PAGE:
Elissa Marder – Dream and the Guillotine: Femininity, Photography and Other Scenes of Fixation

Event Date: 9 June 2014

Bloomsbury Publishing Plc
50 Bedford Square
London, WC1B 3DP

The London Graduate School presents:

Professor Elissa Marder (Emory University) – Dream and the Guillotine:  Femininity, Photography and Other Scenes of Fixation

What is the relation between the singular unreality of the world of a dream and the guillotine, that exemplary enlightenment machine that transformed the legal administration of capital punishment into a public spectacle of the moment of death? I read these two seemingly opposed and unconnected figures through each other in order to explore how Freud’s descriptions of the formal qualities of the dream-work enter into—and complicate—our understanding of how events and actions become visible and readable in the so-called real world. The dream and the guillotine communicate with one another because they both stage scenes of a very particular kind.

The question of female sexuality both defines and undermines the category of the human for Freud.  Female sexuality both establishes the universal foundations of the metapsychology and is excluded from it.  In his short and provocative case history, “A Case of Paranoia Running Counter to the Disease” (the first devoted to a female patient after Dora), Freud introduces the notion of “primal fantasies” and links that notion to the (imagined) images of being photographed that haunt and obsess his female patient.  Freud not only associates photography with unconscious images about female sexuality produced by a female patient, but he also takes on the role of unconscious photographer by casting the woman in the place of a camera in his narrative account. By looking at the way femininity and fixation come together in this powerful text, I discuss why Freud attributes quasi-photographic powers to female sexuality as a means of trying to produce a figure for unseen and un-seeable images that come from a primal and unrecoverable past.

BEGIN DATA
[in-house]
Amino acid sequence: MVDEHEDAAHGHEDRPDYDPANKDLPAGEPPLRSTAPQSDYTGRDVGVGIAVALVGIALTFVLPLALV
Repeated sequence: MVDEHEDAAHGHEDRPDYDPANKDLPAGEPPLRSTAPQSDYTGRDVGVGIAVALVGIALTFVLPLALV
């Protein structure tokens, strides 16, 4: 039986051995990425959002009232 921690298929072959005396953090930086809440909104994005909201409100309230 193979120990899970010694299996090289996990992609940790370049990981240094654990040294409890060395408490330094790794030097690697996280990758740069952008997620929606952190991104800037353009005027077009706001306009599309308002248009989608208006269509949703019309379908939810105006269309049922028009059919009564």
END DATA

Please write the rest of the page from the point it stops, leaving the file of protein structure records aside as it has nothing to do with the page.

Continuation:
Introduction by Professor Martin McQuillan (Kingston):





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